While the abortion debate may seem complex, it actually centres on one question: who are the pre-born? Are they human beings with human rights, like the born? Or are they mere “clumps of cells”, with no more moral value than a tumour?
As pro-life individuals, we acknowledge that a new human being comes into existence at fertilization. It’s a simple fact of biology; yet, if you engage in pro-life outreach, you will quickly discover how many people view the child in the womb as subhuman. What are the most common objections to the humanity of the pre-born child? And how can we, as pro-lifers, respond intelligently to these objections?
1) “It’s not a human. It’s just a fetus.”
A young woman said this to me with great disdain while I was attending my first Abortion Awareness Project. “I agree with you that this is a fetus,” I answered, as I gestured to a photo of a pre-born child on our display. “A fetus-what?”
She looked at me with a confused expression and said, “What do you mean?” “Well, what kind of fetus?” I replied. “‘Fetus’ isn’t a species-specific term. For instance, pregnant dogs carry dog fetuses. Pregnant cats carry cat fetuses. What species of fetus would a pregnant human being be carrying?” Reluctantly, she answered, “OK, a human fetus.”
I often share with people that in Latin, ‘fetus’ simply means ‘offspring’ or ‘young one’. (As my colleague Jonathon has wryly commented, “You’ve successfully called it a baby in a different language.”) Rather than being a species-designating term, ‘fetus’ is an age-range term, like ‘newborn’ or ‘teenager’. Pointing at the pre-born child and saying, “That’s not a human, it’s just a fetus!” would be just as absurd as pointing at a 2-year-old and saying, “That’s not a human, it’s just a toddler!” Our age does not determine our humanity.
2) “A fetus is nothing but a parasite.”
My friend Cindy recounted to me how, while she was in the middle of a lab activity at school, one of her classmates decided to challenge her on the abortion issue because he knew that she did anti-abortion activism. He declared that a fetus was merely a parasite in the woman’s body, and her classmates went silent, waiting for her response. She is an experienced pro-life advocate who knows the efficacy of asking questions, and so she responded to him with a question: “What is the scientific definition of a parasite?”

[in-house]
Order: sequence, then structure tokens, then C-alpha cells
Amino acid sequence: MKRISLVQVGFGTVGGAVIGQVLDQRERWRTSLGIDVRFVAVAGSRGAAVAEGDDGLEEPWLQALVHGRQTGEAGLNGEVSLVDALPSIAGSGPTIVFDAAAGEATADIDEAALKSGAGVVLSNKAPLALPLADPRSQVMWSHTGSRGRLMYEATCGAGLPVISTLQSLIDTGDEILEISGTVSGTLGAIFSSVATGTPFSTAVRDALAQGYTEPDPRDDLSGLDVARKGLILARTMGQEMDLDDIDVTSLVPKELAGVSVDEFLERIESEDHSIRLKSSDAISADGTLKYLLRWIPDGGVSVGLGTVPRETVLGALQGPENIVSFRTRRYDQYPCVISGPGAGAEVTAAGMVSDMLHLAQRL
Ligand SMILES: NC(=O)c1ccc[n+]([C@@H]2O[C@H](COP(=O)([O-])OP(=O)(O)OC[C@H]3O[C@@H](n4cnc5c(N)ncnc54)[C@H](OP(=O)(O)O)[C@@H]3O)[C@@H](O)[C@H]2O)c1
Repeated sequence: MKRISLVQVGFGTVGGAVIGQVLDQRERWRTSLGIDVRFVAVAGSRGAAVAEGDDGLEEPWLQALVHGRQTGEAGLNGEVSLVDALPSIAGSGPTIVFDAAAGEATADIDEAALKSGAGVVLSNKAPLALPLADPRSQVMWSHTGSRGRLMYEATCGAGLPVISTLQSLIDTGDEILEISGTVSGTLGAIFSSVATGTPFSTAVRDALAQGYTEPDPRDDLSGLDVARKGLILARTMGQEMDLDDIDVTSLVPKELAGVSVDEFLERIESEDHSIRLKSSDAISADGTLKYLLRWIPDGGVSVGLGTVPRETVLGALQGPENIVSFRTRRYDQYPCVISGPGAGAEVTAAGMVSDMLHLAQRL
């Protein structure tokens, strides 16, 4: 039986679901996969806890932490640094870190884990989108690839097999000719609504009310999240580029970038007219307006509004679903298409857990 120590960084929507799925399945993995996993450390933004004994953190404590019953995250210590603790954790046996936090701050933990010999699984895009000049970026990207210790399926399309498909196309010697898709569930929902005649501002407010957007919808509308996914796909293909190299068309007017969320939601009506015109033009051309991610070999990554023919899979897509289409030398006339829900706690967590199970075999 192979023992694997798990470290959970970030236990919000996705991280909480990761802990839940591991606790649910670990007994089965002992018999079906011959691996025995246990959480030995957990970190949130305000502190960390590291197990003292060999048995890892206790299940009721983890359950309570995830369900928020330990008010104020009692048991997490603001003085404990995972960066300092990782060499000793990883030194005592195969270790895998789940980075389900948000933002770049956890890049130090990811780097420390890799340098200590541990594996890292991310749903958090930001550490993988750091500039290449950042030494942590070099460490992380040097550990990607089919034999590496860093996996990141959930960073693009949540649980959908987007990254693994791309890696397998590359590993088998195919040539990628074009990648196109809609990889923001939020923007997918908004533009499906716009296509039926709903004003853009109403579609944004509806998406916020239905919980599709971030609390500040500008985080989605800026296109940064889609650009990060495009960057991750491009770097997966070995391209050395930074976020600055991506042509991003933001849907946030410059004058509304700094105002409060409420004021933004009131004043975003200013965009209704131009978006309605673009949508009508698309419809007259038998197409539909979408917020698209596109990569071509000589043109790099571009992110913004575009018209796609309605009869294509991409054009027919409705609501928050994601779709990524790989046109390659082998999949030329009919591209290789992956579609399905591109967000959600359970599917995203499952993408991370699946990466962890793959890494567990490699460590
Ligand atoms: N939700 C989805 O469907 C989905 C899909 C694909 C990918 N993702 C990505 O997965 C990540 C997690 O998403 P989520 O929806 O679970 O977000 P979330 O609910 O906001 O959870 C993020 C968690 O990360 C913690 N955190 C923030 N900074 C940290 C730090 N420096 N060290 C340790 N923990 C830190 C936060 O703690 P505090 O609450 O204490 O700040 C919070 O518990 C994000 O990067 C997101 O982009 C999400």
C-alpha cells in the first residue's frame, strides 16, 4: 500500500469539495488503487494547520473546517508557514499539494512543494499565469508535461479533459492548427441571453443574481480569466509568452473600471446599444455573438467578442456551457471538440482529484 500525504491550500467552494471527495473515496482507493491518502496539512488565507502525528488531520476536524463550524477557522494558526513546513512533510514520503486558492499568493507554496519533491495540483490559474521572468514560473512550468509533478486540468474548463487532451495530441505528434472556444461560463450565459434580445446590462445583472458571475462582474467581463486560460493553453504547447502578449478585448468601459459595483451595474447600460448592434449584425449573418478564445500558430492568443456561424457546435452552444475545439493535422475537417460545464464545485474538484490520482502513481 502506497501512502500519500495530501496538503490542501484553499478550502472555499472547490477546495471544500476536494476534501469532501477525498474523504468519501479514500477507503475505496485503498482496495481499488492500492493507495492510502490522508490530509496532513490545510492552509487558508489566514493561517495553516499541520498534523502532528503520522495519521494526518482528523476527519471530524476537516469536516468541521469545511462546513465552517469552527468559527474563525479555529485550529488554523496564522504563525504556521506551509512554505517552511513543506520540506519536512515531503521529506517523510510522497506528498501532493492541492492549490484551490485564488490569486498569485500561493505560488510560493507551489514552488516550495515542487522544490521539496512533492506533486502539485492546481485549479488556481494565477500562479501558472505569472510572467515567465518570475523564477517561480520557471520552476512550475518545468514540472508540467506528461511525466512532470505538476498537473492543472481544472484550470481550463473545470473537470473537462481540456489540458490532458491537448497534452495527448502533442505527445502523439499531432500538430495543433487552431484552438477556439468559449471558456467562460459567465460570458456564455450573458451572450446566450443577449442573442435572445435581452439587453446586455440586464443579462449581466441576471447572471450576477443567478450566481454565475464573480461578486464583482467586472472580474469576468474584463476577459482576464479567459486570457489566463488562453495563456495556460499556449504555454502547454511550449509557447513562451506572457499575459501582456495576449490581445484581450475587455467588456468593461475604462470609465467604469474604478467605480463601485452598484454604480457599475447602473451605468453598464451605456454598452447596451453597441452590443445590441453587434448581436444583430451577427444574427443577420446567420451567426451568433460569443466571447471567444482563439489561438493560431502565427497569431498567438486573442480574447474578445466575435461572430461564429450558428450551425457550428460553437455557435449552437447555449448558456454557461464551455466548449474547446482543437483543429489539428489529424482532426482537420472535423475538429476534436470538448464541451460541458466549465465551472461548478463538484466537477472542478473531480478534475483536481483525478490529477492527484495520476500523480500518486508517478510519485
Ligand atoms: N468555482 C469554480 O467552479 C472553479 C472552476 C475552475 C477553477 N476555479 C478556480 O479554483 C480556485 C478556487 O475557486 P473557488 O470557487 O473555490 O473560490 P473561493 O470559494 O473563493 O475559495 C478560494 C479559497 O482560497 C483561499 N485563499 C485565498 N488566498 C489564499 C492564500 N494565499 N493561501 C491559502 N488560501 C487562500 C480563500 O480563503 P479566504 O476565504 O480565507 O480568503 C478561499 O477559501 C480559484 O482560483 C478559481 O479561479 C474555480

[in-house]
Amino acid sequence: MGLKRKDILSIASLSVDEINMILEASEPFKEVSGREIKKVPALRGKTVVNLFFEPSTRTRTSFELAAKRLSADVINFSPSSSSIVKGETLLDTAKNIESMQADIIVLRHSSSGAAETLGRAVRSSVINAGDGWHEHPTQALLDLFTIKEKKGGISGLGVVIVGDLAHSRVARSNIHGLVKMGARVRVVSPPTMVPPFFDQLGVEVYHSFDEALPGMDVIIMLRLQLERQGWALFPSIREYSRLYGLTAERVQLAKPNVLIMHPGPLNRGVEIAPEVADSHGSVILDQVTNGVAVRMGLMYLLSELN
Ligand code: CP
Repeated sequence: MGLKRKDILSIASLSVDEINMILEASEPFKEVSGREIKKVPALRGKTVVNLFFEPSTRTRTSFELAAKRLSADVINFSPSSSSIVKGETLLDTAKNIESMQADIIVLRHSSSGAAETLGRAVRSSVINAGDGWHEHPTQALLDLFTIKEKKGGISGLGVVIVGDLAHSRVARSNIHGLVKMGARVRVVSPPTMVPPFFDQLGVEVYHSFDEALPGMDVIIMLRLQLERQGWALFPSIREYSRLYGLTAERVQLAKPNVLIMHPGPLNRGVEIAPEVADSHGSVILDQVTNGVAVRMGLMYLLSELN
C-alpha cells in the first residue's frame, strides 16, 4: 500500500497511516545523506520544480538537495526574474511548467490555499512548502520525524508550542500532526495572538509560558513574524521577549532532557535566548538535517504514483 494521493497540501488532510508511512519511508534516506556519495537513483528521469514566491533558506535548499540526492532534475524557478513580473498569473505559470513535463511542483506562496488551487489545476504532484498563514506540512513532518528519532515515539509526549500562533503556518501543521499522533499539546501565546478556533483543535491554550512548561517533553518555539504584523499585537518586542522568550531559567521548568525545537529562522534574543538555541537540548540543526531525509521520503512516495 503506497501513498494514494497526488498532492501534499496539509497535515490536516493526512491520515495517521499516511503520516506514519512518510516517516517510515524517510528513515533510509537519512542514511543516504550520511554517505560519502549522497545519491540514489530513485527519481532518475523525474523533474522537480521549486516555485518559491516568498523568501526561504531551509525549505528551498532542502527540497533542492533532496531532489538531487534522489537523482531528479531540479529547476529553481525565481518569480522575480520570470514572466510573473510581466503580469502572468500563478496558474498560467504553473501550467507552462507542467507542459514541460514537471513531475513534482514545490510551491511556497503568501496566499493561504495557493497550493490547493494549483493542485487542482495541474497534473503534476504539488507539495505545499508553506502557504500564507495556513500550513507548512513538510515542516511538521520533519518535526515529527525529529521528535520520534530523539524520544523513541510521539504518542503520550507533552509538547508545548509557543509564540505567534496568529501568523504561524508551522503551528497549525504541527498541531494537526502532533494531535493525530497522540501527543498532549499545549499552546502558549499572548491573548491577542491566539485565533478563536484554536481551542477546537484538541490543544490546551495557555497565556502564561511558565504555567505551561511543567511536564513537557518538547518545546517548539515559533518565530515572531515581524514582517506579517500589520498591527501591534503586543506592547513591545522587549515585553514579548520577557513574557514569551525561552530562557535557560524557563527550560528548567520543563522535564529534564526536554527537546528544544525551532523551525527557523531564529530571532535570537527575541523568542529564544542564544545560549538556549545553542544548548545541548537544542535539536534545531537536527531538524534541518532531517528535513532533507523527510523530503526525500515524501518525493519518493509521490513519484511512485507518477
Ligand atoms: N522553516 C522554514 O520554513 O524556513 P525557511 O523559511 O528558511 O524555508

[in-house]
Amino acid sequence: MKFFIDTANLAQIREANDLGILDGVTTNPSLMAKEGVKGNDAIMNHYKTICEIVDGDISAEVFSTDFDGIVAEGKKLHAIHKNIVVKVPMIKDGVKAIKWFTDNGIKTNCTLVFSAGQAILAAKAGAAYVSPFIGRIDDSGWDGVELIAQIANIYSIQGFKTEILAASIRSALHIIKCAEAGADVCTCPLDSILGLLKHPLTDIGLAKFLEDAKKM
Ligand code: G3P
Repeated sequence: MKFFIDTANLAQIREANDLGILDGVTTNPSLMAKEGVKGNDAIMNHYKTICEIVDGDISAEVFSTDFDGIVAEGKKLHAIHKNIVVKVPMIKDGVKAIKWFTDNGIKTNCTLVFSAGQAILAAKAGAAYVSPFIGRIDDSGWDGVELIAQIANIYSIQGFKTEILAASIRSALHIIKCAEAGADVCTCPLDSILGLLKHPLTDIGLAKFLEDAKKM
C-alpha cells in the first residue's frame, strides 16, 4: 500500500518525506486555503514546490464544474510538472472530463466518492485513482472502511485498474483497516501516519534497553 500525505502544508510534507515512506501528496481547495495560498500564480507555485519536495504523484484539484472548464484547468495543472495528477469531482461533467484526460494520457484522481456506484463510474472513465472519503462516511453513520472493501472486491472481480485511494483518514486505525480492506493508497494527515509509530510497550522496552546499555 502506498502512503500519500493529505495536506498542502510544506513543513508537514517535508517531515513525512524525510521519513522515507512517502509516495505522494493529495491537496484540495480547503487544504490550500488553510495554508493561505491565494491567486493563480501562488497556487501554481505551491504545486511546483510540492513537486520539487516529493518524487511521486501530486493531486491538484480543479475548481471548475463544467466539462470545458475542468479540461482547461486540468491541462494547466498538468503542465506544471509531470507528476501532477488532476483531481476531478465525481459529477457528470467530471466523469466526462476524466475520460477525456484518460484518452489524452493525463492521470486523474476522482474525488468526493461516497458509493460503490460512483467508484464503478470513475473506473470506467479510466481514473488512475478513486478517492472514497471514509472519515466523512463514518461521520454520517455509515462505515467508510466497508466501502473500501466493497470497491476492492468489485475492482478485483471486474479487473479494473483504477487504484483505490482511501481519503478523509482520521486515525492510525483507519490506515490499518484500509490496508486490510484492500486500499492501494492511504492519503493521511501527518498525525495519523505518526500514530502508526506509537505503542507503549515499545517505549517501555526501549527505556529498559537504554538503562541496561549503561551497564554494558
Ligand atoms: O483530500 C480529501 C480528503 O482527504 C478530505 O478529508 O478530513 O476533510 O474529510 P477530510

The young man was unable to answer because he didn’t know. She then explained to him that a parasitic relationship, by definition, exists between two organisms of different species, such as a flea on a dog. A pre-born child is obviously of the same species as her mother, and she cannot be classified scientifically as a ‘parasite’ any more than a breastfeeding newborn could be deemed a ‘parasite’.
3) “It’s a part of the woman’s body.”
I heard a student say this to my colleague Vanessa while we were doing “Choice” Chain recently. She sought to clarify what he meant: “Wait, do you mean that the child is actually a part of her body, like an arm? Or do you mean that she’s another, unique human being, but attached to the mother’s body?” The young man replied that the fetus really was a part of the woman’s body, and not a distinct organism, until the point of viability.
There are many questions one could ask to show how bizarre it is to deny that the pre-born child is a unique, separate organism. For instance, I’ve sometimes asked people, “If I were pregnant, would I have four arms and four legs?” Vanessa initially asked similar questions to the young man, but he stubbornly refused to admit that the child was a distinct organism from the mother. She then found a creative way to show him the truth.
“Are you right-handed or left-handed?” she asked him. “Right-handed,” he replied. “Cool, same!” she answered him. “However, my mom is actually left-handed,” she continued. “I began sucking my thumb, my right thumb, while I was still in the womb. If I was really a part of my mom, then her brain would have instructed me to suck my left thumb. But it didn’t, because we’re separate, distinct human beings.” As I listened to their conversation, I could hear the student still arguing that the pre-born child was not a distinct organism, but I could also hear the confidence faltering in his voice. Vanessa drove the point home by sharing with him that she and her mother even had different blood types! How could that be possible if they were the same organism for a time? Finally, the young man seemed to realize how ridiculous his position now sounded, and he agreed with her that the pre-born child was a genetically distinct individual.
Unfortunately, when it comes to embryology and fetal development, people often misuse scientific terminology, or misunderstand basic biology. A poor understanding of science leads to a misinformed ethical system that permits the slaughter of the youngest humans. As pro-life advocates, it is vital that we educate our culture with scientifically accurate information about the youngest of our kind.
1. Even in the rare cases where parasitism exists within a single species, the term is never used to describe the direct offspring of an organism. https://www.britannica.com/science/parasitism
2. As the Equal Rights Institute has helpfully pointed out, many people may actually be making a bodily autonomy argument (rather than a bad scientific argument) when they say, “It’s a part of the woman’s body.”